Make a list of your fondest wishes about your work. Nearly everyone will put “meaningful work” on that list. We might not all say it the same way, but we want to do something that matters, that we care about, and where we feel like we are making a difference. If you have that in your work, you are blessed. If you don’t, you wonder how to find it. And if you are leader, you would like to help others find it right where they are.

Today, I am speaking to all of us. Giving you practical ways to help others discover meaningful work, and also find it for yourself.

Meaningful Work for You

Often people write and talk about finding a new job where you will find your work meaningful. My point is to look for meaning where you are first. If the ideas here don’t help, perhaps it is time to look elsewhere – but let’s start in your current work.

See the big picture.

Do you understand what your organization believes, stands for and delivers? If you like that picture, keep your focus on that. After all, even if you are doing nasty, dirty work, if you know the end organizational goal is important, it will help reframe how you see some of your efforts.

Understand what happens with your work.

You know what your job is, but do you see what that report you create is used for? Do you understand the application of your efforts? When you frame your work as outcomes, rather than activities, you have a much better chance to see the meaning and purpose in it.

Get to know your customers.

Meaning can come from the work itself, and in how it helps real people. Put your work into context by knowing who your work is delivered to and what they do with it. Whether your customer is the paying external customer or someone else in the organization, more meaning comes when you know what you are doing helps Robert or Roberta than just “doing your job.”

Helping Others Find Meaning in Their Work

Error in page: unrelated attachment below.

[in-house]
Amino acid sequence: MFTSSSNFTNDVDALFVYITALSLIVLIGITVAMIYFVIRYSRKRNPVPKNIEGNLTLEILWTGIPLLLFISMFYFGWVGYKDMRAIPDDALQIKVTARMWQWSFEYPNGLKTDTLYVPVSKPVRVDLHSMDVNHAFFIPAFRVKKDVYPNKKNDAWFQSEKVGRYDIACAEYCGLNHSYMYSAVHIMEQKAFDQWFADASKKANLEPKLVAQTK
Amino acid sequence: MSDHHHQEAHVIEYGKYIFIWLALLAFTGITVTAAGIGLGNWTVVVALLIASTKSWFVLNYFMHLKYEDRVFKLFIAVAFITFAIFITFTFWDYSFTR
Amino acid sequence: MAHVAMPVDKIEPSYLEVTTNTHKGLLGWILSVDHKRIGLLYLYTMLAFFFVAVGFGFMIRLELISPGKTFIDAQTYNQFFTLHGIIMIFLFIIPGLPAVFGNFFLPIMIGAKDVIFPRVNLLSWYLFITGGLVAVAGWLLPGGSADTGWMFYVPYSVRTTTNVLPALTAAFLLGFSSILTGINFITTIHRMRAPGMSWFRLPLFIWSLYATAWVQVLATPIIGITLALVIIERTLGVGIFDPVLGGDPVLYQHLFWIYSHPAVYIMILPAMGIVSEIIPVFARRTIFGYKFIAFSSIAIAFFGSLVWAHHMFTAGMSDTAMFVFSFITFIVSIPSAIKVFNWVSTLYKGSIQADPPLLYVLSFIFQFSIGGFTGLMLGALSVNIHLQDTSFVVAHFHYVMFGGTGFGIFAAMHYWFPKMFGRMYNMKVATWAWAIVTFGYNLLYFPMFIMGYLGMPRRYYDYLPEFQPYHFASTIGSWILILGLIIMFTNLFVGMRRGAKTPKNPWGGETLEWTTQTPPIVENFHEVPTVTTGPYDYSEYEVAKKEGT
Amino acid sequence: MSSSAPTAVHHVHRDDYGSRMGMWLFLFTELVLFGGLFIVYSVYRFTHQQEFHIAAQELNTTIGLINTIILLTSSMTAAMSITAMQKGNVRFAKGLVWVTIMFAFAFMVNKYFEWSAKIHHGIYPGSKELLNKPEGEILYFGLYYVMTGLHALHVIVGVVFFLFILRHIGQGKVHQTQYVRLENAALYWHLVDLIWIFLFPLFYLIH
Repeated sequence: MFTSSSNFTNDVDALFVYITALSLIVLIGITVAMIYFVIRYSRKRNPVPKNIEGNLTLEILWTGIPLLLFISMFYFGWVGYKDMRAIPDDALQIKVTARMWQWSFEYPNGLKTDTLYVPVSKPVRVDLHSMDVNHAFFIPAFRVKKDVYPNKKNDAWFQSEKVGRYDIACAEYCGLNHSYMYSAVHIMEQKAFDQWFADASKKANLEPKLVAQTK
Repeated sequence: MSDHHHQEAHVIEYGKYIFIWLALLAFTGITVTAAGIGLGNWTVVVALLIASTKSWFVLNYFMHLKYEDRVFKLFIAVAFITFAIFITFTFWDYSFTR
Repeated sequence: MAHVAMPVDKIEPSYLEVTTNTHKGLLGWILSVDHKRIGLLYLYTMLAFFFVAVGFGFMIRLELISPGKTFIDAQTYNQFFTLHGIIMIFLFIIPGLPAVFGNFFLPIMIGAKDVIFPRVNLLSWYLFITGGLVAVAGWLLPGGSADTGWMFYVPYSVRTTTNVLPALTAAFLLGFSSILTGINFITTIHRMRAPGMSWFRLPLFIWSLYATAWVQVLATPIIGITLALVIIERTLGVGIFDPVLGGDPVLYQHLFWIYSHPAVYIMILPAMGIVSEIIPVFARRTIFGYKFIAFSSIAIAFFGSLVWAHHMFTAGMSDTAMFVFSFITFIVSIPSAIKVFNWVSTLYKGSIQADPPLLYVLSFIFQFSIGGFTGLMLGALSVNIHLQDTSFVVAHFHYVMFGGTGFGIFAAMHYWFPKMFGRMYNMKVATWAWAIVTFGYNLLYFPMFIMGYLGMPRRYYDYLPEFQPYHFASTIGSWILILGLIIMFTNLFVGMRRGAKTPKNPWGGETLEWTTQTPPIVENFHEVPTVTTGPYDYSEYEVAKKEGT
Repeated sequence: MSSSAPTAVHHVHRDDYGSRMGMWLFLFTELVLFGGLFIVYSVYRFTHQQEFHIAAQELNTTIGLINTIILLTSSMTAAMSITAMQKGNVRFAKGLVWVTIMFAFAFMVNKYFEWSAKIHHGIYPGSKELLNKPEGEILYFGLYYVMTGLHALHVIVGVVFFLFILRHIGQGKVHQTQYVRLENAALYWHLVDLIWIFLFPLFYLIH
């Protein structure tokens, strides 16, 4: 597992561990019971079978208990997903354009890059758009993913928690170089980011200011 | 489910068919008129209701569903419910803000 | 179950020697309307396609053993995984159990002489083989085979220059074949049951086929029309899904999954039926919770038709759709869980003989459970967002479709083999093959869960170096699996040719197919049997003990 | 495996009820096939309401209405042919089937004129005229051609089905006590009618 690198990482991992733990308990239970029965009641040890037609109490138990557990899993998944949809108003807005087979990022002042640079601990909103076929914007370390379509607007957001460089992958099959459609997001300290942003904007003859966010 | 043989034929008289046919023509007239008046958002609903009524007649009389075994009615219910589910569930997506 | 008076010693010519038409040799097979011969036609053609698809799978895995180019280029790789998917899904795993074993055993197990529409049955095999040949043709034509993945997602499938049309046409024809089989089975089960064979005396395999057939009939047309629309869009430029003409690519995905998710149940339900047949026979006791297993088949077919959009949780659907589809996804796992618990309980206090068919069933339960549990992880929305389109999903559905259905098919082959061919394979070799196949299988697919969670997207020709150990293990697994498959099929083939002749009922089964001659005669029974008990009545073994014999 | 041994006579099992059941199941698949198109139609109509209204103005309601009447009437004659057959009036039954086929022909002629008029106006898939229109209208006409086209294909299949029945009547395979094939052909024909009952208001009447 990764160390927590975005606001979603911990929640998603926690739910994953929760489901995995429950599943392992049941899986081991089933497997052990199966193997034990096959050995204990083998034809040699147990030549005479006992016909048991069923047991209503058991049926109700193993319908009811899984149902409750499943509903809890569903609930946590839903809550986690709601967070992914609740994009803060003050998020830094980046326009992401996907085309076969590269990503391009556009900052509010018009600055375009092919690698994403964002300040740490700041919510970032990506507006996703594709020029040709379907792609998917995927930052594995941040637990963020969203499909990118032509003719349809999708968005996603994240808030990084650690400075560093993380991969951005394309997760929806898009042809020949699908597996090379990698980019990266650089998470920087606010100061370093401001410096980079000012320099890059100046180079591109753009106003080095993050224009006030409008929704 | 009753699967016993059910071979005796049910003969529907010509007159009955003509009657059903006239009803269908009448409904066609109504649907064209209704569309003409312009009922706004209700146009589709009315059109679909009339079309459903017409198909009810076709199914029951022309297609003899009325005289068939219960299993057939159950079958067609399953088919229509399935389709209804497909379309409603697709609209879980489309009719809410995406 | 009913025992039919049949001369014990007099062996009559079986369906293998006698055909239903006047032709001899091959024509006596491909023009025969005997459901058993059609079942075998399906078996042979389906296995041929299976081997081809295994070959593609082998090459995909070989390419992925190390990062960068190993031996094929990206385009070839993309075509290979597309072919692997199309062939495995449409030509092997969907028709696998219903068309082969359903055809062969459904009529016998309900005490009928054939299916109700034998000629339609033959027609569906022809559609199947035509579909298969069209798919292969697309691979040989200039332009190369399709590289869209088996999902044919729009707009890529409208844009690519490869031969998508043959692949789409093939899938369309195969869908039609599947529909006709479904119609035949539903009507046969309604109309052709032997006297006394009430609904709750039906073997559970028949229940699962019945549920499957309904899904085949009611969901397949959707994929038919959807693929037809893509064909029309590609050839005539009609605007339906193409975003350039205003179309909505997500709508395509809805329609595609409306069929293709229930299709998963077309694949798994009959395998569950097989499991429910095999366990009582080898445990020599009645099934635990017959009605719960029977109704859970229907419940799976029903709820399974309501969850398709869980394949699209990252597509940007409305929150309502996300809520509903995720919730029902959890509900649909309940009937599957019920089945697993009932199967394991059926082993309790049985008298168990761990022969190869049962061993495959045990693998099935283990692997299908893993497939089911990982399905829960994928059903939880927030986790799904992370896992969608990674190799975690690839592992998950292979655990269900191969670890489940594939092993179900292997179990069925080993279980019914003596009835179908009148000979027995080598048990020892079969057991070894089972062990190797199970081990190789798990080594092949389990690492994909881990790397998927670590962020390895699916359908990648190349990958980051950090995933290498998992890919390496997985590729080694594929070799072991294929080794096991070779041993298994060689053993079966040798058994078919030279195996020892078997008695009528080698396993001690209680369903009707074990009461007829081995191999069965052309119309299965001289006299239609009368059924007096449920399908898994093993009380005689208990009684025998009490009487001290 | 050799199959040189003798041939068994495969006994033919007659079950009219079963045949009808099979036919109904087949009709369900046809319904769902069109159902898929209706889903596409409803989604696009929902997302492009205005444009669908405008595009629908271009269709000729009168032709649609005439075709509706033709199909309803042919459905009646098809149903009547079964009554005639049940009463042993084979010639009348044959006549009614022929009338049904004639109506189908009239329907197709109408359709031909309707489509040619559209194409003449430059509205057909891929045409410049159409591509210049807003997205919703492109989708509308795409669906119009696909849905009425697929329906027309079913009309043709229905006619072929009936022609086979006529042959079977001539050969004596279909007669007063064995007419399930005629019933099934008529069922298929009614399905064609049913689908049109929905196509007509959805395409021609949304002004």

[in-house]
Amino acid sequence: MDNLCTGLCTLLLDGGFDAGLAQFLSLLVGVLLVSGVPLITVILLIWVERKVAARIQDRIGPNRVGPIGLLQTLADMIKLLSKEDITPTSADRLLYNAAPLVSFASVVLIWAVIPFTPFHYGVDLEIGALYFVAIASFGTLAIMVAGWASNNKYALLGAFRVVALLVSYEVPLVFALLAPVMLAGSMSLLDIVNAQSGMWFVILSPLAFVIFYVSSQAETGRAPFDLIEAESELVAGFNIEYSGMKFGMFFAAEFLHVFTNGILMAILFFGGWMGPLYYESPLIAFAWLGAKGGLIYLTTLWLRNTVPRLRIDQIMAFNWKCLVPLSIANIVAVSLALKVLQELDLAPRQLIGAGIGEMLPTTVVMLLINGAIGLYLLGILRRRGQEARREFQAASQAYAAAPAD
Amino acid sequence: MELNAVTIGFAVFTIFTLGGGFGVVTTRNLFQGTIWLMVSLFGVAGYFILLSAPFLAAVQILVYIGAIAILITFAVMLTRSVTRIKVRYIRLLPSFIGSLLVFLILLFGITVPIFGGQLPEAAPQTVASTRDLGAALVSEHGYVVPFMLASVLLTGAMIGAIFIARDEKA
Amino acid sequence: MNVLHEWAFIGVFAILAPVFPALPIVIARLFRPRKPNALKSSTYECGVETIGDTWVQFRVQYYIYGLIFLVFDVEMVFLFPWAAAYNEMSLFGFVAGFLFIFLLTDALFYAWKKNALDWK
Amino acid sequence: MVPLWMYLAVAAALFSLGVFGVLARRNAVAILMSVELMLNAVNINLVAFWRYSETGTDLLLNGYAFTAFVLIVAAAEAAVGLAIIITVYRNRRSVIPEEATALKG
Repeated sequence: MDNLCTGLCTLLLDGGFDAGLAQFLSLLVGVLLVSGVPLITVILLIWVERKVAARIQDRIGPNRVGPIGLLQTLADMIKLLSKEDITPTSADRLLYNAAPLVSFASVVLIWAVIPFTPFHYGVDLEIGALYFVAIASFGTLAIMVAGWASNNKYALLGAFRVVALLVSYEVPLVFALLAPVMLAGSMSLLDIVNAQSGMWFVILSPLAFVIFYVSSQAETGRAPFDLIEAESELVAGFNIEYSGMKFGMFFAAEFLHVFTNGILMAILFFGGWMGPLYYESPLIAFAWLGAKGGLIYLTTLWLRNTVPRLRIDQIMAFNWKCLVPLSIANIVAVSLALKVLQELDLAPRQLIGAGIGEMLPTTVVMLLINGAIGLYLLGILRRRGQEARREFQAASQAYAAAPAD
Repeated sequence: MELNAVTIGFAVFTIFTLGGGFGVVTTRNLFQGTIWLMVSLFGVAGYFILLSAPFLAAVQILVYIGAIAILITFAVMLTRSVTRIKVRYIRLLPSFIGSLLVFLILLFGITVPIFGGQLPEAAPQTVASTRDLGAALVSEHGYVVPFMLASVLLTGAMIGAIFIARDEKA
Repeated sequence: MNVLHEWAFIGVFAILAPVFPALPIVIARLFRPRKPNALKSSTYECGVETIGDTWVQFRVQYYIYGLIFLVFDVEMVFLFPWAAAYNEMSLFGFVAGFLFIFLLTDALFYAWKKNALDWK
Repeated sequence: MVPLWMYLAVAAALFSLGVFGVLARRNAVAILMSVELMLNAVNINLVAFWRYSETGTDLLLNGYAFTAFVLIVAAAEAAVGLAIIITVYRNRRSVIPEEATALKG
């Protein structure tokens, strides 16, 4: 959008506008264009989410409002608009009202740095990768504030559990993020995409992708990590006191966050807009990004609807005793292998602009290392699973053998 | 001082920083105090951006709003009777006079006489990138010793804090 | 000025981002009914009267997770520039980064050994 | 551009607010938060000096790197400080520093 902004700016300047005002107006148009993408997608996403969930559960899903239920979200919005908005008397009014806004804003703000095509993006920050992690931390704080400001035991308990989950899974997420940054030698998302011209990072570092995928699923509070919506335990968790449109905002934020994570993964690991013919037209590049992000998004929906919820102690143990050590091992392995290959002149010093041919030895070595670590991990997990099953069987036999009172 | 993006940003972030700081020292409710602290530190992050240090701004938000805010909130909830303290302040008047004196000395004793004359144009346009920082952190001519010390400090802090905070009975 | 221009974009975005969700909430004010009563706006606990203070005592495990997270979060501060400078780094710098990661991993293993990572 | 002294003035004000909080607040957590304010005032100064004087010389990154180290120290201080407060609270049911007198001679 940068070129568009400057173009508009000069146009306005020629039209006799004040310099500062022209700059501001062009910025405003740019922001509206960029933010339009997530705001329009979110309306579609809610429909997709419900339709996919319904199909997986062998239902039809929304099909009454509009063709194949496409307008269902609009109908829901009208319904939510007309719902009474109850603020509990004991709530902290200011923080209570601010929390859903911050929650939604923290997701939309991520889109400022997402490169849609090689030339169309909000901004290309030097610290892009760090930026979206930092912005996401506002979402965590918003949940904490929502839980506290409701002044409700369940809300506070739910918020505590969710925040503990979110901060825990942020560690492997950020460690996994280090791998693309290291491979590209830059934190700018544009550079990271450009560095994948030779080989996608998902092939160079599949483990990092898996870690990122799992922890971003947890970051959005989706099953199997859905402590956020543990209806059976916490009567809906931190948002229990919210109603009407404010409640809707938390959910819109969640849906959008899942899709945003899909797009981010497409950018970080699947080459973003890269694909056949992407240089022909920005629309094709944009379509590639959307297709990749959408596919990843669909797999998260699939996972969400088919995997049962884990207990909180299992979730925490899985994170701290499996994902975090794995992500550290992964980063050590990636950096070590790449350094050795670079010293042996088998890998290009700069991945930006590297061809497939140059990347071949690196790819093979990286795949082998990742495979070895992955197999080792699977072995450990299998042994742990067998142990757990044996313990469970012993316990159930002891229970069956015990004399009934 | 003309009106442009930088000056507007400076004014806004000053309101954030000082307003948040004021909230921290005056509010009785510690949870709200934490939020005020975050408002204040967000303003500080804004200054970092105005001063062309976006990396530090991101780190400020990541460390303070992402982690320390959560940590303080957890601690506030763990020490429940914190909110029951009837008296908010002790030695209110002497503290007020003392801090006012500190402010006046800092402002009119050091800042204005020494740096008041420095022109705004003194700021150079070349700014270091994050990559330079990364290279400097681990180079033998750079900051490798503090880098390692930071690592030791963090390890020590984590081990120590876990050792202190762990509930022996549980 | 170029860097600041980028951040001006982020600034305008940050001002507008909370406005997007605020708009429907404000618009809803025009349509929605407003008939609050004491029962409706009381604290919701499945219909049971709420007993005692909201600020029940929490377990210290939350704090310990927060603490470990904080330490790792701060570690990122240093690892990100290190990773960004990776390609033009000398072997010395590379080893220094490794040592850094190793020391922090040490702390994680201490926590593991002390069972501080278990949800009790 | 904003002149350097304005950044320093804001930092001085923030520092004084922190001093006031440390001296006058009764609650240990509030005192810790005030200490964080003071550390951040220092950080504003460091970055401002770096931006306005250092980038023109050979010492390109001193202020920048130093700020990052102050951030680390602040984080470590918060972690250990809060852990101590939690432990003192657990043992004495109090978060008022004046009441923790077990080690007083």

If you have team members who find their work meaningful, they will be more productive and be far more likely to stay. Rather than trying to get “better employees,” here’s how to help the team members you have find meaning in their work.

Make the vision real.

Vision and mission statements are fine, but often not very connected to people’s daily work. Help people translate the lofty words into something that makes sense in real life. This isn’t an exercise of dumbing it down, rather in helping people see context. Without context, work will be transactional and less meaningful.

Give them customer interaction.

You can help people have meaningful work when they can put a face and name to who they do it for. Invest in time for team members to get to know customers. Even if the work is three steps from the paying customer, when people have interacted with those that use the product or service, work is more real. And don’t forget the internal customers too. As you break down silos and make the work about Adam and not just the accounting department, you may create greater meaning too.

Make it a goal.

Like anything else, when you set a goal and measure results, you will be more likely to make progress. Tell the team you want them to find meaning in their work. Work with them to make that a reality.

The principles are the same, regardless of which hat you are wearing. Now you have some practical ways to make meaningful work a reality in your workplace, starting today.

About the author:  

Kevin Eikenberry is a world-renowned leadership expert, a two-time bestselling author, speaker, consultant, trainer, coach, leader, learner, husband, and father (not necessarily in that order).

Kevin is the Chief Potential Officer of The Kevin Eikenberry Group, a leadership and learning consulting company that has been helping organizations, teams and individuals reach their potential since 1993. Kevin’s specialties include leadership, teams and teamwork, organizational culture, facilitating change, organizational learning and more.


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